• A child’s habitual residence is tied to that of the child’s custodian(s).

Based on the above-noted test from Korutowska, the Court held that there is no question that before the children came to Canada in April 2013, their habitual residence was Germany. However, the critical question before the court was where the children’s habitual residence was immediately before the expiry of the father’s time-limited consent in August 2014.

The Court noted that Ontario courts have uniformly held that a parent’s consent to a time-limited stay does not shift the child’s habitual residence (Unger v Unger, 2016 ONSC 428). However, time-limited consensual stays are more common for educational purposes.

The Court maintained that the Divisional court erred in deciding that a child can become habitually resident  in a jurisdiction in which the child resides with the time-limited consent of the other parent, notwithstanding a long line of authority to the contrary. However, the Court did not close the door to the possibility that there may be cases in which a consensual time-limited stay is so lengthy that it becomes time-limited in name only, and the child’s habitual residence can be changed.

The Court went on to discuss the fact that the children may have settled in their new environment in Ontario. However, the Court noted that decisions of the Supreme Court of Canada have held that evidence of settling in is not relevant if the application is brought within one year of the wrongful detention removal.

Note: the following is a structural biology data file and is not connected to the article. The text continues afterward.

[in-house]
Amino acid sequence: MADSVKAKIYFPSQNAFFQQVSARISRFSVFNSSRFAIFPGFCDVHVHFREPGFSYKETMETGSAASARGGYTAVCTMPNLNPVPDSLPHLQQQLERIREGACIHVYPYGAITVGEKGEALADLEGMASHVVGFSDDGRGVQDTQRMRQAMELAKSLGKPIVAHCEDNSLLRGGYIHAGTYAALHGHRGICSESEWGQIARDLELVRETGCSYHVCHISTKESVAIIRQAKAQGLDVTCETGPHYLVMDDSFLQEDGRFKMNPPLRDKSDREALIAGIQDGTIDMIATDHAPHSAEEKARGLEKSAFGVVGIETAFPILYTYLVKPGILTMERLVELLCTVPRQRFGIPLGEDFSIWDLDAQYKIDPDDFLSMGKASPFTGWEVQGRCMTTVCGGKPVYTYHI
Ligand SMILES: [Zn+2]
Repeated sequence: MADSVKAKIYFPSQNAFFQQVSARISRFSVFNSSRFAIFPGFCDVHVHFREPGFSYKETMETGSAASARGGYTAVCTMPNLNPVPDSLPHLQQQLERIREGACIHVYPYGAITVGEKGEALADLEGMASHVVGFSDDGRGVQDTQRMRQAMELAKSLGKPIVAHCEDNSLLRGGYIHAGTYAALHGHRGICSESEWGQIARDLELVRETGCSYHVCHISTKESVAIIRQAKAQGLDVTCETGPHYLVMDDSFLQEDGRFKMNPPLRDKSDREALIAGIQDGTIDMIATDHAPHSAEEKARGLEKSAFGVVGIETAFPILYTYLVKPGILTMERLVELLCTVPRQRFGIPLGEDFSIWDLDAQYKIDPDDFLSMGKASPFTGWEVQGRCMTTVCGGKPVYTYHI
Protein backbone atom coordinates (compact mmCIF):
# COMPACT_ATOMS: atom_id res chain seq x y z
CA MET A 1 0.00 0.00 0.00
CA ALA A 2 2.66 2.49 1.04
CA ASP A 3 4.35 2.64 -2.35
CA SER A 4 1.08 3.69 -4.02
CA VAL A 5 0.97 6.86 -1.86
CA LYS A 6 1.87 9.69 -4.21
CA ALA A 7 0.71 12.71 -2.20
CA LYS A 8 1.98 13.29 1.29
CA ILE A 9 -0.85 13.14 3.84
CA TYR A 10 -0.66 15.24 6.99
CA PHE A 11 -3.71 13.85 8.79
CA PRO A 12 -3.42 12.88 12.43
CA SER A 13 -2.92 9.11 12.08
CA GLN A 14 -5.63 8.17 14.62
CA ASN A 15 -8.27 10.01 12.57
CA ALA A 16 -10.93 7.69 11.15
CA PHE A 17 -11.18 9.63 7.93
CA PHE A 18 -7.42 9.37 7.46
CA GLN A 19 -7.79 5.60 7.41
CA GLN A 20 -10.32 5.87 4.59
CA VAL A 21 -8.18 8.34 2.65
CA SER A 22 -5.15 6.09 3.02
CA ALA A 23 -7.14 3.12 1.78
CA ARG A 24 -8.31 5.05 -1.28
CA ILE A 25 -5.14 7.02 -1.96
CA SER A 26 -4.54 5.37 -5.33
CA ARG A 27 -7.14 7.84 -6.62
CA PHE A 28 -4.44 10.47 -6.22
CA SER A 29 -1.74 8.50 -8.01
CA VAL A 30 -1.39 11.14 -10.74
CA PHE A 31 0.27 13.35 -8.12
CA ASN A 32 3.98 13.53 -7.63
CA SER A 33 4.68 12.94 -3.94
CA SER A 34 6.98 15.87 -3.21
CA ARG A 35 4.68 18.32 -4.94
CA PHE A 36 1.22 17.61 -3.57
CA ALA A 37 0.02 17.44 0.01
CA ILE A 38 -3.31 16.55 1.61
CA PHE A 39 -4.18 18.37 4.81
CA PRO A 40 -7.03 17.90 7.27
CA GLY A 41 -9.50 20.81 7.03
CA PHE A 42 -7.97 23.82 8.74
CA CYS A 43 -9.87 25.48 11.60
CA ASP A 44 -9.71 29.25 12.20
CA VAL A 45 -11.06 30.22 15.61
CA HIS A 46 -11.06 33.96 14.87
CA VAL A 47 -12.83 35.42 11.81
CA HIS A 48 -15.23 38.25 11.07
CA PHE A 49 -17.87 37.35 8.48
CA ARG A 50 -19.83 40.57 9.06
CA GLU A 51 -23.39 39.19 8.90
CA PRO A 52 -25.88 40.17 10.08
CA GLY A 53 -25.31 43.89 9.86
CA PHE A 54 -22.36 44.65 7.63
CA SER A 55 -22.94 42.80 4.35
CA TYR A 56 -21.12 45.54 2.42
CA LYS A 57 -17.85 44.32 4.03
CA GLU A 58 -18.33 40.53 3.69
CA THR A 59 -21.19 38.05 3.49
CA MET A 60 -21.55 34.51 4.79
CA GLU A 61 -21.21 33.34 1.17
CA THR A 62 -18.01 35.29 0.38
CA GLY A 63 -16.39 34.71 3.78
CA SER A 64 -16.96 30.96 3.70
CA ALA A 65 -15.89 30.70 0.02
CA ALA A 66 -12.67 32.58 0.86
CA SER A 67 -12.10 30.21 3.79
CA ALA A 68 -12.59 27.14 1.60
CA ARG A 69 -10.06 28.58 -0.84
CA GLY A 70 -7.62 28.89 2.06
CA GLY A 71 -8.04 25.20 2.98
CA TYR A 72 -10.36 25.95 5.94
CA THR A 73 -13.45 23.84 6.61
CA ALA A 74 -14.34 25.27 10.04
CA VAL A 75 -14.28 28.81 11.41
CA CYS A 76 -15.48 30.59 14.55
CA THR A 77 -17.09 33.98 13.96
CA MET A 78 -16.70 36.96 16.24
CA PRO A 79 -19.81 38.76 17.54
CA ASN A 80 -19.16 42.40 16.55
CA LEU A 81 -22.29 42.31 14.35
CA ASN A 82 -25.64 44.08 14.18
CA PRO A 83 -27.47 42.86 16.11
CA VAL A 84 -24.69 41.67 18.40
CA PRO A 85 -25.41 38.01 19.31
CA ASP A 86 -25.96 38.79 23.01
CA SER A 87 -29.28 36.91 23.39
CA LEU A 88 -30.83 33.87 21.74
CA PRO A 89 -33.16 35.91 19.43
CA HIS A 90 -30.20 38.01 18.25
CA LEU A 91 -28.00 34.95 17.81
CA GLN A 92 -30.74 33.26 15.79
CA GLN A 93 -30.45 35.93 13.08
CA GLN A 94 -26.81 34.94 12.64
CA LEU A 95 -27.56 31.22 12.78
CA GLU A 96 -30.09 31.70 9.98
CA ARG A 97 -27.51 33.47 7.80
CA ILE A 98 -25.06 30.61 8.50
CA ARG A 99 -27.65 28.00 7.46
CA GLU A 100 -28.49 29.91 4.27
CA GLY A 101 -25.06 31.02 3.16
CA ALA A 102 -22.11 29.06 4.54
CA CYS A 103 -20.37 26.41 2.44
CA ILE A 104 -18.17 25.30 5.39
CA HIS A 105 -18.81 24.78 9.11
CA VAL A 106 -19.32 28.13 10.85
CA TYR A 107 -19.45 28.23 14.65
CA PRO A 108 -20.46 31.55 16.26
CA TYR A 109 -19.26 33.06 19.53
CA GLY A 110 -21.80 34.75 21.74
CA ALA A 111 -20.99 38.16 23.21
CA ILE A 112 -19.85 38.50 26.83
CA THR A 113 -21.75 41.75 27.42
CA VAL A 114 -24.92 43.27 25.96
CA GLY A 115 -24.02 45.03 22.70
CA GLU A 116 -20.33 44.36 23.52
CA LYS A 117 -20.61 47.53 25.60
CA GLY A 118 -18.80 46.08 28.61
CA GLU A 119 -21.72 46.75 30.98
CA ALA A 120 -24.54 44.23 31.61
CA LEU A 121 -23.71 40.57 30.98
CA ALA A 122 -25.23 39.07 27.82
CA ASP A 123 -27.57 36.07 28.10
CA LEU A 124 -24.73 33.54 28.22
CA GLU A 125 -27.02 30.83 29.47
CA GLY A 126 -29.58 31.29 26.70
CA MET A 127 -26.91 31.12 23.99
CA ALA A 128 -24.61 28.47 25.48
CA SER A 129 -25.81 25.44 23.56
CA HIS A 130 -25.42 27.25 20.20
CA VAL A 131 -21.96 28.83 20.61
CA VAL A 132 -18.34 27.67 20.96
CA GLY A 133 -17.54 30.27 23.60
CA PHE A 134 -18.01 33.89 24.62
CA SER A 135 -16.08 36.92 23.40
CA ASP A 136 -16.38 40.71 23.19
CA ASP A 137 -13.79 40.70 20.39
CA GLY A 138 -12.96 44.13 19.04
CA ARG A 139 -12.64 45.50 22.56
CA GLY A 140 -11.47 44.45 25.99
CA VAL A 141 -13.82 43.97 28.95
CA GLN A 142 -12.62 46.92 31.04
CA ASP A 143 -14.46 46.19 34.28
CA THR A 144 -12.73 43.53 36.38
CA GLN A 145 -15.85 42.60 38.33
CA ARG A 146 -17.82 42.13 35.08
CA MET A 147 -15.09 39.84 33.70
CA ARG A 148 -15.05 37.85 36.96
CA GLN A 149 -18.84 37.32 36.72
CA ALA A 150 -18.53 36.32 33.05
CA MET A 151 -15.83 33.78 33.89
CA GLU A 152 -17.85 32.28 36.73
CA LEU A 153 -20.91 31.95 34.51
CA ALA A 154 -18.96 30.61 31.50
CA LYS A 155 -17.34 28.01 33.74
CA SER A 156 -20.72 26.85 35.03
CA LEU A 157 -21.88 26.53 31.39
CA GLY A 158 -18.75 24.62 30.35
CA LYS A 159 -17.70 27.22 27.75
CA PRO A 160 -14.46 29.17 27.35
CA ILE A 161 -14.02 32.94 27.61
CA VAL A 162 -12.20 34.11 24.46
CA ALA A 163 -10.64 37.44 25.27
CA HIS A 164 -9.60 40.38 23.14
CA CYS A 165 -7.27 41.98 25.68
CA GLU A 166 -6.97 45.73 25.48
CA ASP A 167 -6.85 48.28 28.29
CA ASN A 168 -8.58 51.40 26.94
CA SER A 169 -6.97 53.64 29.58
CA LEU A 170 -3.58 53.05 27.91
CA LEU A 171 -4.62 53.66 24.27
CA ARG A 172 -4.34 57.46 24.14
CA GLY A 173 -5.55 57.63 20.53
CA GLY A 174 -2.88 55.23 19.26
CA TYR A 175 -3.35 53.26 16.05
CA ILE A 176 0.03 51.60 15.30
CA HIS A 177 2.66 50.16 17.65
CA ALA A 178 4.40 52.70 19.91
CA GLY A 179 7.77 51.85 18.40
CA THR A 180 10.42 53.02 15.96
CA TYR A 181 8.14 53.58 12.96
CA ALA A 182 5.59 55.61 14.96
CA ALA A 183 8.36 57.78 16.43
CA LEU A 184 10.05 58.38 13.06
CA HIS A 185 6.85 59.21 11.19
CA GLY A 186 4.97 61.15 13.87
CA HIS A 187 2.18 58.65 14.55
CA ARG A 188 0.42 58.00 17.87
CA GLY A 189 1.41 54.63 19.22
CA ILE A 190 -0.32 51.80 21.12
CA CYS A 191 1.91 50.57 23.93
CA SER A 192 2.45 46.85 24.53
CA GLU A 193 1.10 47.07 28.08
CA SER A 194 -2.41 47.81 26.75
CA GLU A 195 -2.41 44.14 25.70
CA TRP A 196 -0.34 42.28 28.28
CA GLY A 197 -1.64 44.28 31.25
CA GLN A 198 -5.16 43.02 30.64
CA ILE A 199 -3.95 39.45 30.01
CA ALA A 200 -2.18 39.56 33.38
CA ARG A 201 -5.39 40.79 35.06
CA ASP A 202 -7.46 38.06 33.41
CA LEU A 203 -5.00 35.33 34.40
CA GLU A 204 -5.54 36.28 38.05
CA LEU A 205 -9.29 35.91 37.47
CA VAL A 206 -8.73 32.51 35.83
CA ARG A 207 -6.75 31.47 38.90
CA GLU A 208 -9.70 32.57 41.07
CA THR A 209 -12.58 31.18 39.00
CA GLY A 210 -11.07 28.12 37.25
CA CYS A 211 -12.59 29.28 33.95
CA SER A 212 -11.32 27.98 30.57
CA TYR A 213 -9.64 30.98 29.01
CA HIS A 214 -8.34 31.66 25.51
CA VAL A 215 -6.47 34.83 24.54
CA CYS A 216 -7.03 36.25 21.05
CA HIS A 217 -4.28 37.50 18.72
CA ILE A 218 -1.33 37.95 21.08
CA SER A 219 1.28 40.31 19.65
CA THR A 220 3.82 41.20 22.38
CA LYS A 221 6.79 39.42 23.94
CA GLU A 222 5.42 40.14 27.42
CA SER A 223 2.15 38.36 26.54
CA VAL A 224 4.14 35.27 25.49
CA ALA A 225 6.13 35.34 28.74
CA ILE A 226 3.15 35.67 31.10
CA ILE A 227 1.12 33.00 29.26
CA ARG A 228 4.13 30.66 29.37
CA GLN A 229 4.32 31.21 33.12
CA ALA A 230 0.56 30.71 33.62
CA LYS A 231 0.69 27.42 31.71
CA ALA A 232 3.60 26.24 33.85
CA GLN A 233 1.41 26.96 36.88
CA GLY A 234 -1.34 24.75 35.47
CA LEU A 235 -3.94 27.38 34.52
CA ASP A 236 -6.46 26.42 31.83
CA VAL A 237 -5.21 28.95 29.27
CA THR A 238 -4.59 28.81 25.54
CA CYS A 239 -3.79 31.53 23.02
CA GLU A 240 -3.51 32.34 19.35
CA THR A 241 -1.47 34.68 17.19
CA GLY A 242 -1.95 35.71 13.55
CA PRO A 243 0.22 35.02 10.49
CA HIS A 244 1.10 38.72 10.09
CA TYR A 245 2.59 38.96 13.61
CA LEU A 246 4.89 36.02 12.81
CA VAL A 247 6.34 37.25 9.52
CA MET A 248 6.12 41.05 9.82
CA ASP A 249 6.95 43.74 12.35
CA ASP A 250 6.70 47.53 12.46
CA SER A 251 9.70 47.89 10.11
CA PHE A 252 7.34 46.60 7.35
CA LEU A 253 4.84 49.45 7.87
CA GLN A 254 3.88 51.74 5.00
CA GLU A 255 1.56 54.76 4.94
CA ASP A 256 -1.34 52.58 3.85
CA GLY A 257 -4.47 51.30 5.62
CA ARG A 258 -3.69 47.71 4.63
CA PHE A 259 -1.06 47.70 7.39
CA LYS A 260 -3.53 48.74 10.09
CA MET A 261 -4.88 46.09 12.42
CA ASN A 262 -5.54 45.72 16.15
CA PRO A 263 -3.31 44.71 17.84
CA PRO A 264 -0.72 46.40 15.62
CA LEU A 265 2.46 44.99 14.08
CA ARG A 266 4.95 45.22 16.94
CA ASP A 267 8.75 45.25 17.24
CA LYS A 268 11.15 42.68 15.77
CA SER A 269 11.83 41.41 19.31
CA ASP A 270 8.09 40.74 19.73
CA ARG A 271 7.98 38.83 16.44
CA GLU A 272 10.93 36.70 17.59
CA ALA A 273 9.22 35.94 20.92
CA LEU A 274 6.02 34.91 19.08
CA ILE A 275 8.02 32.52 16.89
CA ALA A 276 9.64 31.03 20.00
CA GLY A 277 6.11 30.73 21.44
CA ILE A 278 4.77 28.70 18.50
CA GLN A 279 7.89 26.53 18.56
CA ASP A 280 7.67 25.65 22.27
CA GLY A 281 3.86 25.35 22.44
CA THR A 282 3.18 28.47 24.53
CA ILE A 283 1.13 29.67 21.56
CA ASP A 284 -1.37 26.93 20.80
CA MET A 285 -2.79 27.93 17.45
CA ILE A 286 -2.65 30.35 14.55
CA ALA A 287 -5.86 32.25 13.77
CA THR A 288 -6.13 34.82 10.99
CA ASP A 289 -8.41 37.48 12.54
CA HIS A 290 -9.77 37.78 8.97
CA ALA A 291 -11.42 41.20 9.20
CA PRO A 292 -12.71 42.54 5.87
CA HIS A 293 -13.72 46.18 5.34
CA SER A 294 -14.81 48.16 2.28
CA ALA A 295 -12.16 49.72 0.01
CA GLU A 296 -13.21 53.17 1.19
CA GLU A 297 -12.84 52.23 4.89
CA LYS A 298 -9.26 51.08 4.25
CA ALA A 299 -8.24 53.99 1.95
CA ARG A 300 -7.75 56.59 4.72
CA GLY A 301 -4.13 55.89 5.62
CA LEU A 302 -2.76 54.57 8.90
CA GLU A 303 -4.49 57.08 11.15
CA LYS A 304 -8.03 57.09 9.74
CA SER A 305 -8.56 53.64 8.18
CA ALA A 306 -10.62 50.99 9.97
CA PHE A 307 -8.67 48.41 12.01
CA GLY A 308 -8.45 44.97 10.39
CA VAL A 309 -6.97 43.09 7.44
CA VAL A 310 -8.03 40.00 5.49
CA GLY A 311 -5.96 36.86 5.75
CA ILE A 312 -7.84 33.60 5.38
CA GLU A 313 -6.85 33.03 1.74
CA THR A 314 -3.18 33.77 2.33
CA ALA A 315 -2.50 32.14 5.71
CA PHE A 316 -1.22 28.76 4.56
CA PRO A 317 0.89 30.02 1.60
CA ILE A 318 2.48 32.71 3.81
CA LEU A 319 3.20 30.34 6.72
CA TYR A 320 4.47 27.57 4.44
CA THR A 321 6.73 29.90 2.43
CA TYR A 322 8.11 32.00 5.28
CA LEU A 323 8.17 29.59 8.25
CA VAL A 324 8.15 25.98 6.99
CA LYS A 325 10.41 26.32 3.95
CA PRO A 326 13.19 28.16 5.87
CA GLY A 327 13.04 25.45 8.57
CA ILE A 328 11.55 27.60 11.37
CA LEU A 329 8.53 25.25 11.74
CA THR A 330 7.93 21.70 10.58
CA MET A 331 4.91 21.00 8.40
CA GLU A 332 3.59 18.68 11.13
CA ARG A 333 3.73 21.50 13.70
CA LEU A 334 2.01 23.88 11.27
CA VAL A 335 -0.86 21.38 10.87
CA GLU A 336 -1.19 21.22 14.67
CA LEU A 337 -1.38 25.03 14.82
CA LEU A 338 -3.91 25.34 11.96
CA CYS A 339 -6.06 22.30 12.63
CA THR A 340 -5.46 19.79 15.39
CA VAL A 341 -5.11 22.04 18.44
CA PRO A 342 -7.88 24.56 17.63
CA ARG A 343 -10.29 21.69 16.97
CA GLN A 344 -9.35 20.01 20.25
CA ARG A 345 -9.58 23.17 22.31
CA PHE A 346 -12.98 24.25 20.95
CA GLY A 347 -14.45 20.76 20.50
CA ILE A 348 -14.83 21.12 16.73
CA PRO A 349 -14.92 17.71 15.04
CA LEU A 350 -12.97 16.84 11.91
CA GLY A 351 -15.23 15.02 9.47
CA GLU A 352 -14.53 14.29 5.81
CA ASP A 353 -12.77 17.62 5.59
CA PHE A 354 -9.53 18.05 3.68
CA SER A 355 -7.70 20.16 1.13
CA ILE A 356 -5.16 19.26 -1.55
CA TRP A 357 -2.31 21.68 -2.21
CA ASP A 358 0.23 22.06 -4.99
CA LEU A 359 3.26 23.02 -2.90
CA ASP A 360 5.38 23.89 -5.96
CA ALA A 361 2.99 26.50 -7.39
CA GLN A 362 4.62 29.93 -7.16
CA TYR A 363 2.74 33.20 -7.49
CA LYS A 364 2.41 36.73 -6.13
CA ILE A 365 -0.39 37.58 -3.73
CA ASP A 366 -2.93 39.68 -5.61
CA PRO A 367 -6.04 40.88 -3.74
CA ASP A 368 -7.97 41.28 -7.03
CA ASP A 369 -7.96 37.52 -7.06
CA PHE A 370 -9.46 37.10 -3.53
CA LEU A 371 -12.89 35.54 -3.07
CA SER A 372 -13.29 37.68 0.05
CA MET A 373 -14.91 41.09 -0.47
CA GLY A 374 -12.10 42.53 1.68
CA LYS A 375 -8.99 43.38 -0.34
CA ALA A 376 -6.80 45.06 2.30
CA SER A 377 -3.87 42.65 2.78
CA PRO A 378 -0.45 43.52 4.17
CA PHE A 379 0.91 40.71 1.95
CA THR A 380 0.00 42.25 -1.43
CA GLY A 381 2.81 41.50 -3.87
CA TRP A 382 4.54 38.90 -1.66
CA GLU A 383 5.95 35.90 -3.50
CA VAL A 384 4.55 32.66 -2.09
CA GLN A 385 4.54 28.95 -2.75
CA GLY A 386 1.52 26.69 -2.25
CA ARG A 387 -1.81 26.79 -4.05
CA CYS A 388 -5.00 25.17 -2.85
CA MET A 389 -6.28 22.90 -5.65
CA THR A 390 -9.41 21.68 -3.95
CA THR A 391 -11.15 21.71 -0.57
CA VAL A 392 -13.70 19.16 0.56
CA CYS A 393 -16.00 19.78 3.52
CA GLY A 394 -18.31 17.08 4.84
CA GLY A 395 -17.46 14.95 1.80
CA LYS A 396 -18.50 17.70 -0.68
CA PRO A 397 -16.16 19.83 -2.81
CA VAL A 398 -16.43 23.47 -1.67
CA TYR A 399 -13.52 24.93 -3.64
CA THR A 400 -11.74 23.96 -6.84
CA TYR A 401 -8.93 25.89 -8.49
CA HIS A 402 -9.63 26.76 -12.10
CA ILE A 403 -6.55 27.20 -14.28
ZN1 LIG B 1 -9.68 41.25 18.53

Ultimately, the court held that the elements of Article 3 of the Hague Convention had been satisfied. Namely, the children habitually resided in Germany prior to the wrongful retention on August 15, 2014; the retention breached the father’s custody rights under German law; and the father was exercising custody at the time of the retention. Further, the Court held that none of the exceptions of the Hague Convention apply, thus the children must be returned to their habitual residence in Germany.

Notably, the Court expressed sympathy for the mother given that she felt that it is in her children’s best interest to remain in Canada. Despite same, the Court noted that this particular case raised legal issues that transcend the interests of two young children and affect the interests of countless children and their parents. In the end, the mother’s actions were a violation of the father’s custodial rights.